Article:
Andrew Reams taking photos of an elevator.
Andrew Reams has a very unique hobby. He records videos of himself touring elevators — modern elevators, historic elevators, mundane freight elevators rarely seen by the public. You name it, Andrew has reviewed it. He's uploaded more than a thousand tours on YouTube under his username "dieselducy." And before you dismiss his pastime as eccentric, he's got 10,000 subscribers, and over 40 million views.
Andrew has loved elevators for as long as he can remember. He recalled his first ride — he was 3 years old — and the magical quality it had. He's been enchanted ever since, although he says the ride hasn't always been a smooth one. "There were two years of my life when I wouldn't ride an elevator," he explained "I got stuck in one when I was a kid."
He was only stuck for a few minutes, but Andrew says that terrifying experience led him to learn more about how elevators work: "Basically, when I became afraid of elevators, how I conquered the fear, I learned about them."
Andrew also has a high-functioning form of Autism called Asperger's syndrome. One of the common traits of Asperger's is an intense focus on particular topics. For Andrew, those topics are lighting fixtures, locks, and, of course, elevators.
He says that many of his fellow elevator enthusiasts are also autistic, and many of them are kids in search of a community. "A lot of people like me never had any friends in school," he explains. And the elevator enthusiast community provides those social connections.
And the community is surprisingly large. There are hundreds of active elevator reviewers on YouTube, but Andrew is the most prolific, with nearly 1,500 videos and tens of millions of views. The popularity of his "dieselducy" channel has led to a YouTube advertising partnership that he says earns him more than his first full-time job at McDonalds.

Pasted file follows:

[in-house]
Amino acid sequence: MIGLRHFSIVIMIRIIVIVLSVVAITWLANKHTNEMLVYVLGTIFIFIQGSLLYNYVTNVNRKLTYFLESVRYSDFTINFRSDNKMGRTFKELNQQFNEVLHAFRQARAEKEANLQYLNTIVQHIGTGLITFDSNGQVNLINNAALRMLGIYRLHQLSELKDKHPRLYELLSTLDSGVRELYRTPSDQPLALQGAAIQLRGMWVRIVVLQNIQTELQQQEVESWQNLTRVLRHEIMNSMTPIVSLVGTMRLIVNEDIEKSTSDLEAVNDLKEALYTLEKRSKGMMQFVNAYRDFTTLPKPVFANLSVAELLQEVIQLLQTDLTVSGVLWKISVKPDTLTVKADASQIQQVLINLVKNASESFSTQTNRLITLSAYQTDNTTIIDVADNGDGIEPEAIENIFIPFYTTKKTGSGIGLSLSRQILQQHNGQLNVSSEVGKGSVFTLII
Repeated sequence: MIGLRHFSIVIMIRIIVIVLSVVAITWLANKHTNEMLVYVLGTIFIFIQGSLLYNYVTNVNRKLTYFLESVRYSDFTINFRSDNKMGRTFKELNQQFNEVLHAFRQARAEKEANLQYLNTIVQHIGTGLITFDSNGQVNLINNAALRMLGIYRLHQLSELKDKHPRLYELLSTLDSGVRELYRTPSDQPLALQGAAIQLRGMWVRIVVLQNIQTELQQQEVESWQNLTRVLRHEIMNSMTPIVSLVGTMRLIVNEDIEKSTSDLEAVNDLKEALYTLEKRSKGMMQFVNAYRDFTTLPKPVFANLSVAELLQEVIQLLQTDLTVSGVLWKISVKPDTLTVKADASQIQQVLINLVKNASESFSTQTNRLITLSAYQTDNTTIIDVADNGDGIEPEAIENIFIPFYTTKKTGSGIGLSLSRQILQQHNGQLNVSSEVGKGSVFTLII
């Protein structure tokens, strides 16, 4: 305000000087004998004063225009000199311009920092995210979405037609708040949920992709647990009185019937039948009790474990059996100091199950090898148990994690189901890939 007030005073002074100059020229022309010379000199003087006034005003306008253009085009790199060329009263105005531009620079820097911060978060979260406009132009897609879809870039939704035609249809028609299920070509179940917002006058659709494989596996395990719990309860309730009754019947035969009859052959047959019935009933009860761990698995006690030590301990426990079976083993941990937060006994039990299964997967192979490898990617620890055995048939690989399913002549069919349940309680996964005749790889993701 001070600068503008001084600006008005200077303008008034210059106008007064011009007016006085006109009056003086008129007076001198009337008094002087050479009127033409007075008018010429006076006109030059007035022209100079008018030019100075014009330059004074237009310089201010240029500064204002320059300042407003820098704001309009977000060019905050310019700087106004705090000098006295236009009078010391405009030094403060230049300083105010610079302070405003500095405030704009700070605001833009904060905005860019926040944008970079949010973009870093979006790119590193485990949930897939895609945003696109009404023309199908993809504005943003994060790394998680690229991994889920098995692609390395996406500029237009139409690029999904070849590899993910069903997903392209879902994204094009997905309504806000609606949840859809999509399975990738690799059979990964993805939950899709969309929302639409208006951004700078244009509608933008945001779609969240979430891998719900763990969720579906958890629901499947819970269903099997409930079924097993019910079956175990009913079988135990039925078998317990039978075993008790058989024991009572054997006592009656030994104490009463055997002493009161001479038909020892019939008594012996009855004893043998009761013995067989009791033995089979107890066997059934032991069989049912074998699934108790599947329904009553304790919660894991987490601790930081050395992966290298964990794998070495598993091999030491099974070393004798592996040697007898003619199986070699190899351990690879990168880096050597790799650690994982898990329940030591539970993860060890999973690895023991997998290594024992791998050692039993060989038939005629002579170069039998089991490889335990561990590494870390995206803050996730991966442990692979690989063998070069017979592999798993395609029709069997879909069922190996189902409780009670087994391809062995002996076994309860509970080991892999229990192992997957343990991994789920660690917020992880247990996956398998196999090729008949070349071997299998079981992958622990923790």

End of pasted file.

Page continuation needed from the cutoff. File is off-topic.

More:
Andrew took us on a tour of some of his "wish-list" elevators in the area. First we visited the Smithsonian Castle, to ride a couple of staff elevators that are around 50 years old. These things are tiny with antique buttons and brass gates. It's an old-style Otis, one of Andrew's favorite elevator makers.
Across the mall, at the National Museum of American History, we visited the largest freight elevator in the Smithsonian system. It's huge — as big as a room — and can lift tens of thousands of pounds. The museum has used this elevator to move a revolutionary war gunship, a 19th-century fire engine, and Julia Child's kitchen.
After four hours and six elevators, I am ready to have a seat. But Andrew's already planning his next video. He says he's heading back to the American History museum to shoot some b-roll, and thinks he might stop by the National Gallery of Art -- he's heard good things about their elevators.
[Music: "Elevator" by Cliff Hills from The Long Now]
Video: Otis Hydraulic elevator system at the Newseum